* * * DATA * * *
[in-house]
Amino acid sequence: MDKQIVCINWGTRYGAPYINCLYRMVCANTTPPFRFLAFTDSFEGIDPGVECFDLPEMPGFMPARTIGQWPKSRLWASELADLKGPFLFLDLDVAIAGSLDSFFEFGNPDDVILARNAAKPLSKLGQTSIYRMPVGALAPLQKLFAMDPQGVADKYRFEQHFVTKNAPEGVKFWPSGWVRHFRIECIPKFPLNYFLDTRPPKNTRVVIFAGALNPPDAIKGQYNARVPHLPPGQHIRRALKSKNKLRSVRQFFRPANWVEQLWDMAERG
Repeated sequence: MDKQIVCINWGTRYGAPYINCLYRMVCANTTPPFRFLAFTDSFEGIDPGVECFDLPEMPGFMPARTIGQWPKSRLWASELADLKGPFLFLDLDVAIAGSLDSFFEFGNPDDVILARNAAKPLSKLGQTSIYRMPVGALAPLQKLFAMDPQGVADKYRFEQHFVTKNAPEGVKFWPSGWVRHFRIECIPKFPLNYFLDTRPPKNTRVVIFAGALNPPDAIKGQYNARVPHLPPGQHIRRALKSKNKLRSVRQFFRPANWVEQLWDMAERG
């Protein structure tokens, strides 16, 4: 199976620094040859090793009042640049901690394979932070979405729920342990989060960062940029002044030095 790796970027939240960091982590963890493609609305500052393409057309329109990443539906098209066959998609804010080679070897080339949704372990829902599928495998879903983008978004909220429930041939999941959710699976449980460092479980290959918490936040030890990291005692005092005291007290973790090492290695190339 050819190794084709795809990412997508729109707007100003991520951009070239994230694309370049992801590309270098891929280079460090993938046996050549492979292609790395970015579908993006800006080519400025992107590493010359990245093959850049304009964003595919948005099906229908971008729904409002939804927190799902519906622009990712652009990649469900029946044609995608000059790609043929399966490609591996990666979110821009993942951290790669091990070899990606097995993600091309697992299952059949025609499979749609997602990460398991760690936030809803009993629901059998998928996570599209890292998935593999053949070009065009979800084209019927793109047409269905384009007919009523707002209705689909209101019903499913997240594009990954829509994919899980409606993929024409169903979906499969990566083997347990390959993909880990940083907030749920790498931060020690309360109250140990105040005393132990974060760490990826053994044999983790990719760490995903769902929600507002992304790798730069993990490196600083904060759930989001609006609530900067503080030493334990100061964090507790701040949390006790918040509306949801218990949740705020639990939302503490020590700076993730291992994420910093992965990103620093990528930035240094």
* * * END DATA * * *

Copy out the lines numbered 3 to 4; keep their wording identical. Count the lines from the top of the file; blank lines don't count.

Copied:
Repeated sequence: MDKQIVCINWGTRYGAPYINCLYRMVCANTTPPFRFLAFTDSFEGIDPGVECFDLPEMPGFMPARTIGQWPKSRLWASELADLKGPFLFLDLDVAIAGSLDSFFEFGNPDDVILARNAAKPLSKLGQTSIYRMPVGALAPLQKLFAMDPQGVADKYRFEQHFVTKNAPEGVKFWPSGWVRHFRIECIPKFPLNYFLDTRPPKNTRVVIFAGALNPPDAIKGQYNARVPHLPPGQHIRRALKSKNKLRSVRQFFRPANWVEQLWDMAERG
């Protein structure tokens, strides 16, 4: 199976620094040859090793009042640049901690394979932070979405729920342990989060960062940029002044030095 790796970027939240960091982590963890493609609305500052393409057309329109990443539906098209066959998609804010080679070897080339949704372990829902599928495998879903983008978004909220429930041939999941959710699976449980460092479980290959918490936040030890990291005692005092005291007290973790090492290695190339 050819190794084709795809990412997508729109707007100003991520951009070239994230694309370049992801590309270098891929280079460090993938046996050549492979292609790395970015579908993006800006080519400025992107590493010359990245093959850049304009964003595919948005099906229908971008729904409002939804927190799902519906622009990712652009990649469900029946044609995608000059790609043929399966490609591996990666979110821009993942951290790669091990070899990606097995993600091309697992299952059949025609499979749609997602990460398991760690936030809803009993629901059998998928996570599209890292998935593999053949070009065009979800084209019927793109047409269905384009007919009523707002209705689909209101019903499913997240594009990954829509994919899980409606993929024409169903979906499969990566083997347990390959993909880990940083907030749920790498931060020690309360109250140990105040005393132990974060760490990826053994044999983790990719760490995903769902929600507002992304790798730069993990490196600083904060759930989001609006609530900067503080030493334990100061964090507790701040949390006790918040509306949801218990949740705020639990939302503490020590700076993730291992994420910093992965990103620093990528930035240094």